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China to Build Int'l Maritime Judicial Center
   2016-03-14 08:44:28    Xinhua      Web Editor: Xu Leiying

Zhou Qiang, president of the Supreme People's Court (SPC), delivers a report on the SPC's work during the third plenary meeting of the fourth session of China's 12th National People's Congress at the Great Hall of the People in Beijing, capital of China, March 13, 2016. [Photo: Xinhua]

Related: Chinese Judiciary Pledges Tough Offensive against State Security Threat

A report by the Supreme People's Court (SPC) on Sunday said the country will set up an international maritime judicial center in its latest bid to protect national sovereignty and maritime rights.

Courts across China shall work to implement the national strategy of building the country into a "maritime power," Chief Justice Zhou Qiang said in a report on the work of the SPC at a plenary meeting of the national legislature.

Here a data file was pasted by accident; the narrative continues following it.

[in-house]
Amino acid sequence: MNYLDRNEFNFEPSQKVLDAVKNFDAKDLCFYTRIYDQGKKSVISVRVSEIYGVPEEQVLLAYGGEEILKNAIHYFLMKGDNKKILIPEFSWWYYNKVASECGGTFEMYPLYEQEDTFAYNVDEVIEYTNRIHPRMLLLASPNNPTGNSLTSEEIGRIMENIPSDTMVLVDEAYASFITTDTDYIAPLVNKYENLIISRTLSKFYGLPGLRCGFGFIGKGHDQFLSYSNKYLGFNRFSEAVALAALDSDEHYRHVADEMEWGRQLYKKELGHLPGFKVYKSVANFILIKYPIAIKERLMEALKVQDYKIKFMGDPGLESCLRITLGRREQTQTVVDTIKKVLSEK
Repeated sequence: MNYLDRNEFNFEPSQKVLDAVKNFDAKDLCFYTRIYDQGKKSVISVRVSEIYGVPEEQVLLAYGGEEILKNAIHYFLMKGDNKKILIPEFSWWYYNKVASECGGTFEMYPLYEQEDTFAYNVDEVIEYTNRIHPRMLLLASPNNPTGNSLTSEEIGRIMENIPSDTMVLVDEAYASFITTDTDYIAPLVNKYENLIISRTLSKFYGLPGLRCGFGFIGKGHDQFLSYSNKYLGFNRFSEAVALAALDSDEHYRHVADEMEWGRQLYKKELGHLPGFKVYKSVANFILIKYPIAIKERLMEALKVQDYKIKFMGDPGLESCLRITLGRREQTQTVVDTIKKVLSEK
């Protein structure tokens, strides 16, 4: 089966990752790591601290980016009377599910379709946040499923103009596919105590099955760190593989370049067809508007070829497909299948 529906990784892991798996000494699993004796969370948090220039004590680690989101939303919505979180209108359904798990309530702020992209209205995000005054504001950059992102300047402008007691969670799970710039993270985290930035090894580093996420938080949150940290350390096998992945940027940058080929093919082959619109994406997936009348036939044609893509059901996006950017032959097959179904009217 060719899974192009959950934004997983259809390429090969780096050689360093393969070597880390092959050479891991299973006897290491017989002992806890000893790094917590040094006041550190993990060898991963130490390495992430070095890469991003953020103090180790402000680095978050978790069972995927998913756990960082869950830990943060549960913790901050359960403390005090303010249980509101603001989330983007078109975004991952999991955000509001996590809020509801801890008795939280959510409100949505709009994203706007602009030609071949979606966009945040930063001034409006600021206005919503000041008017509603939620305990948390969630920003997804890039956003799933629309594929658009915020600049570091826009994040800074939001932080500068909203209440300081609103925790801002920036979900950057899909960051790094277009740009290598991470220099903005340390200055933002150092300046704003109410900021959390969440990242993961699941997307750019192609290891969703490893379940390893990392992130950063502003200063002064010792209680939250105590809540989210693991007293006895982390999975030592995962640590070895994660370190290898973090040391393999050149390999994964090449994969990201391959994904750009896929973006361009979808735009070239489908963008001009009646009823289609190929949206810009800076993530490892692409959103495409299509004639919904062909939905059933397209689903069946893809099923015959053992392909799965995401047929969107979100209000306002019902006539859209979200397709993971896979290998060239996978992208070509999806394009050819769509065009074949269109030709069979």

"We must resolutely safeguard China's national sovereignty, maritime rights and other core interests," Zhou told nearly 3,000 lawmakers. "We must improve the work of maritime courts and build an international maritime judicial center."

According to the chief justice, some 16,000 maritime cases were concluded by Chinese courts last year, the most in the world. The country is also home to the largest number of maritime courts globally speaking, he added.

Earlier reports said some 225,000 cases involving over 70 countries and regions had been handled by China's maritime courts in the three decades between 1984, when the first such court was set up, and 2013. Close to 8,000 vessels, of which 1,660 were foreign, were detained and 663 were auctioned off during that period.

One notable case, Zhou said, involved a Chinese fishing boat Minxiayu 01971 which took damage in a collision with a Panama-flagged cargo ship in waters off the Diaoyu Islands in September 2014. The owner of the Chinese ship brought the case to Xiamen maritime court in southeastern China which was ended via mediation.

The case clearly demonstrated China's jurisdiction over the region, the chief justice said.



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